16 AUGUST 1935, Page 9



WIIEN,the historian of the future studies the achieve- ments of this age of applied science, he will be surprised when. he -compares the rapidity with which we exploited the discoveries of physical science in the making of mechanical devices for speed, noise and destruction With the . delay in .applying the advances of biological science to the, promotion of human welfare and happiness. There is no delay in applying any discovery which can increase the efficiency of aeroplanes, " talkies," submarines and such like, but biological science which could make inen healthier and happier takes a generation to come n to ,practice. Unfortunately, it cannot be otherwise. A scientific discovery of use in industry can be exploited by a small, group of individuals or a company so soon as they are convinced of its financial value. The discoveries of biology,. on the :other hand, are often of no immediate linancial:.value. They must wait until Governments take action or until the new knowledge spreads to the general population.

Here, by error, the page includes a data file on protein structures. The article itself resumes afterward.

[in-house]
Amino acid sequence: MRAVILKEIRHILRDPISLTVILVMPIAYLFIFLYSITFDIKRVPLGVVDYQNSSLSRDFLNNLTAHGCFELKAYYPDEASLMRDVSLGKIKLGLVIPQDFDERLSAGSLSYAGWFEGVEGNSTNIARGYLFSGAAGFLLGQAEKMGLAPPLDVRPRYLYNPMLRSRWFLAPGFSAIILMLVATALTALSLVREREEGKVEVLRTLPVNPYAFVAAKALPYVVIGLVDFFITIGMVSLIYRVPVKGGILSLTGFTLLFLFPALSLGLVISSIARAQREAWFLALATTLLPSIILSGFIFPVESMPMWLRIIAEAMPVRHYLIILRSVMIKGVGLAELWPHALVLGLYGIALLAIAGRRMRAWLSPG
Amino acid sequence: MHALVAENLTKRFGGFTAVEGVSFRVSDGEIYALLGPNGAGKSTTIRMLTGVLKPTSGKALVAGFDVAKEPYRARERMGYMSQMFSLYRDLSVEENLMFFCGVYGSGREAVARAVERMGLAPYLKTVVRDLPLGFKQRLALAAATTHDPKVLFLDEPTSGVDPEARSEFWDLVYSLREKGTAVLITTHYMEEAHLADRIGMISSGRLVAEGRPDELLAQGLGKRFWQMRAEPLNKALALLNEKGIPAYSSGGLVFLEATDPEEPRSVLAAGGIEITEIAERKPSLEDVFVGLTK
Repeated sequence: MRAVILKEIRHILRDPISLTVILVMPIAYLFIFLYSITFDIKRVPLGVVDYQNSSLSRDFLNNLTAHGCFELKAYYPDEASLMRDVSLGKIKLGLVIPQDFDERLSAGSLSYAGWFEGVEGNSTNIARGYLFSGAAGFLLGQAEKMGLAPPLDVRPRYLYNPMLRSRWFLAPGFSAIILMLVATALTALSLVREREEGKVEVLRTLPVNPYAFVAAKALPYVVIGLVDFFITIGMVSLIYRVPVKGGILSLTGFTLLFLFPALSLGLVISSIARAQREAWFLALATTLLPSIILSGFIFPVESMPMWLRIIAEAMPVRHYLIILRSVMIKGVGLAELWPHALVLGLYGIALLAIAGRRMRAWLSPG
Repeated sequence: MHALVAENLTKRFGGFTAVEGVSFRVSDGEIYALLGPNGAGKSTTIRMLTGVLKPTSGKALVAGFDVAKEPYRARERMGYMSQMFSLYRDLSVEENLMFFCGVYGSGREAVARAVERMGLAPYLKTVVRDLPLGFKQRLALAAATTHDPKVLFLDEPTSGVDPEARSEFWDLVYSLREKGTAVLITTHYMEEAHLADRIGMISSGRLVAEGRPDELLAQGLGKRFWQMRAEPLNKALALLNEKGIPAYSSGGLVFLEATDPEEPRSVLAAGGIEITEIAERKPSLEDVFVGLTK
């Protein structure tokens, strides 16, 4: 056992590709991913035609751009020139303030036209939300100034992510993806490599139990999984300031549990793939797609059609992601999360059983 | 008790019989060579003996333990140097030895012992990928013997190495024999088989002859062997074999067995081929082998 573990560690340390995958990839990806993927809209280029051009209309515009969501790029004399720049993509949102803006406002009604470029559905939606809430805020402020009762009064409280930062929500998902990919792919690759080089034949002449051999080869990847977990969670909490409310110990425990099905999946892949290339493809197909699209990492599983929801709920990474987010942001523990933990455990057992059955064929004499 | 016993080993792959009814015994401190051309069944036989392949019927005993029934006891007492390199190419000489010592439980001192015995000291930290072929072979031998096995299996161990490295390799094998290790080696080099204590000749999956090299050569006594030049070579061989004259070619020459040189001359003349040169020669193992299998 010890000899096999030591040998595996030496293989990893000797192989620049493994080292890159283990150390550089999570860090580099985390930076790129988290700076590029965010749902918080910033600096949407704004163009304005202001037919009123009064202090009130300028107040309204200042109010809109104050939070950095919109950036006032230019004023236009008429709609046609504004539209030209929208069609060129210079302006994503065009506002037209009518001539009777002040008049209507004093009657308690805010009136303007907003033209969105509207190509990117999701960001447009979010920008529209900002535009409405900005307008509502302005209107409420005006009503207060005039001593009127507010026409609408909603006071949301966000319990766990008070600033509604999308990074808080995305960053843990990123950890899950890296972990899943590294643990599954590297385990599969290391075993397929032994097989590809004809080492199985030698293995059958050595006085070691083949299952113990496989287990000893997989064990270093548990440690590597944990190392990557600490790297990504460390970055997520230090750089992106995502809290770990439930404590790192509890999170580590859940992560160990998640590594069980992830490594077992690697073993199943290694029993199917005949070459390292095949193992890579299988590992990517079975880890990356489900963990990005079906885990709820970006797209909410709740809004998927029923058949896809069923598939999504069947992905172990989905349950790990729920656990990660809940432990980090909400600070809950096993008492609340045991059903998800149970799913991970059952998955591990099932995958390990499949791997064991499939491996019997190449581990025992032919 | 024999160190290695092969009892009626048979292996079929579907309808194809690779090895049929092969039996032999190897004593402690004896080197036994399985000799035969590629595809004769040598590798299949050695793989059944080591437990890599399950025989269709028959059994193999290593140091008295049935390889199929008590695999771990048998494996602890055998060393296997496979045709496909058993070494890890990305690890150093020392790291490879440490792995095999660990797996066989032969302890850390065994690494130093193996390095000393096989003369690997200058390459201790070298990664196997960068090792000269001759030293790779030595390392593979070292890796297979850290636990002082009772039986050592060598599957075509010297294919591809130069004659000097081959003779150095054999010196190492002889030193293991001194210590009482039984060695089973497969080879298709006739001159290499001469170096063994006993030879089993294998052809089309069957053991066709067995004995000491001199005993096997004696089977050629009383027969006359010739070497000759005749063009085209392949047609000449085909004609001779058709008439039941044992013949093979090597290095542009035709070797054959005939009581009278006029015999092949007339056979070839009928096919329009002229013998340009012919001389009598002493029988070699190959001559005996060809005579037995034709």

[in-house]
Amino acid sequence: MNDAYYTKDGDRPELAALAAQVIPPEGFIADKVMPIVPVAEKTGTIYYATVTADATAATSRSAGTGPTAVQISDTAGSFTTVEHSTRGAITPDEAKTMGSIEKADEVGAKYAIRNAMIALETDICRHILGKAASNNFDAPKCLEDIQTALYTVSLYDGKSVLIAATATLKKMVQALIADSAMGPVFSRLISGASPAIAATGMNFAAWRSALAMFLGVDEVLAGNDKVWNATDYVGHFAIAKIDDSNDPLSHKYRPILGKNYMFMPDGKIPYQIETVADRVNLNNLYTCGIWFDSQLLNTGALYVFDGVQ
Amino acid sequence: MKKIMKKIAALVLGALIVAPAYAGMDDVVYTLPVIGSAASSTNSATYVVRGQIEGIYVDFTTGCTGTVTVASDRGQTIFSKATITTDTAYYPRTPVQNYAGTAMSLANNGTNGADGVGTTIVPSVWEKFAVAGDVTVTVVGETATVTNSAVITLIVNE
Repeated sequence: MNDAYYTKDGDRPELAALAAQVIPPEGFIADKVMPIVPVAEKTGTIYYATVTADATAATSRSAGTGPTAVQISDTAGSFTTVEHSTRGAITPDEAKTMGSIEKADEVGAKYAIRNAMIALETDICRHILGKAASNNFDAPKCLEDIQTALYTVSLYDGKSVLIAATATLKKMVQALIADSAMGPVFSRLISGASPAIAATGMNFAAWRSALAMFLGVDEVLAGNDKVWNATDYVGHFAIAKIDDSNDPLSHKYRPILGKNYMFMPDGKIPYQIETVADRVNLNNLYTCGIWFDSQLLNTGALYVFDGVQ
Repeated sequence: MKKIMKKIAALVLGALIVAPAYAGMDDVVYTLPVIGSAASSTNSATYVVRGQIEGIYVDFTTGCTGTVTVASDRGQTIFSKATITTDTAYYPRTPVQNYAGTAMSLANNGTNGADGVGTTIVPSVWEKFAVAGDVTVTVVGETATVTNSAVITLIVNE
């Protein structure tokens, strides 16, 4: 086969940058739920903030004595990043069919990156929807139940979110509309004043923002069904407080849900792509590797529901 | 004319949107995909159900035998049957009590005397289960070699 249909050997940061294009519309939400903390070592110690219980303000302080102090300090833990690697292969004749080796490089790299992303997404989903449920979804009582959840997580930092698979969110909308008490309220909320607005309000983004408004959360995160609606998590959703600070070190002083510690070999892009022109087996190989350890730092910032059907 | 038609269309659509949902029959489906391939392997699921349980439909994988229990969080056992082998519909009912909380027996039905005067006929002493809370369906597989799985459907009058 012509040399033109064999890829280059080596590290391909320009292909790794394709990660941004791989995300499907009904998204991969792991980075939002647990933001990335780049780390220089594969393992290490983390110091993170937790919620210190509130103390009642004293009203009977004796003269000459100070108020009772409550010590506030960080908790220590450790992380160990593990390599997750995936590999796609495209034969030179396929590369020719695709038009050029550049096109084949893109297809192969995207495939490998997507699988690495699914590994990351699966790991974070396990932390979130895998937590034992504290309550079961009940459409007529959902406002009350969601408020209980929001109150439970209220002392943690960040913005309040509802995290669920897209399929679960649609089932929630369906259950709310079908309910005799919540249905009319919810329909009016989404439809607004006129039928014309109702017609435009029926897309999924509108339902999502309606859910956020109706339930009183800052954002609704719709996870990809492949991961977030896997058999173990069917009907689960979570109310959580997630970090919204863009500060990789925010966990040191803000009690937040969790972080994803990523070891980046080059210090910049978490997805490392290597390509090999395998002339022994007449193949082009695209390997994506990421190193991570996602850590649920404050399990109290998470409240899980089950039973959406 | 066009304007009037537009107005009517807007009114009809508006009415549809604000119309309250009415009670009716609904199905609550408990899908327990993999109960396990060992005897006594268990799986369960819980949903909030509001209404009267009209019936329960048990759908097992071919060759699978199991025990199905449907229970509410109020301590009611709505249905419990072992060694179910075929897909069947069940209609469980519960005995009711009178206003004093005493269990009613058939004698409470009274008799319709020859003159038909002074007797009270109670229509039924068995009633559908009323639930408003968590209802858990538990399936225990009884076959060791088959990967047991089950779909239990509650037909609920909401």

These gloomy thoughts arise from a perusal of Nutrition and ifialik, by. Burnet and Aykroyd, published under the auspices of the Health Section of the League of Nat ions. This review Of the modern science of nutrition shows that, if we applied the, knowledge we have had for some time, we could get rid, of much of the disease and ill health which afflict the -people and burden the State. The authors also indicate what is being done by the various nations to achieve this higher standard of health. So far, progress has been Slow, and whatever improve- ment has been made is due not so much to any planned effort on the part of GoVernments as to a rise in the general standard of living. But the new knowledge is now spreading, and within the next few years there is likely to be vigorous Government action in several coun- tries. Italy has already embarked upon a ten-year nutri- tion plan, and Russia has initiated an ambitious scheme for better health and physique based on the improvement of the national dietary. In this country there is difference of opinion whether there is any serious malnutrition, and whether any marked decrease in disease or ill health can be attained by improving the national dietary. The view held depends on whether we adopt a standard based on the average of the Past or even of the present, or the new standard based on what the science of nutrition has phown can be easily attained.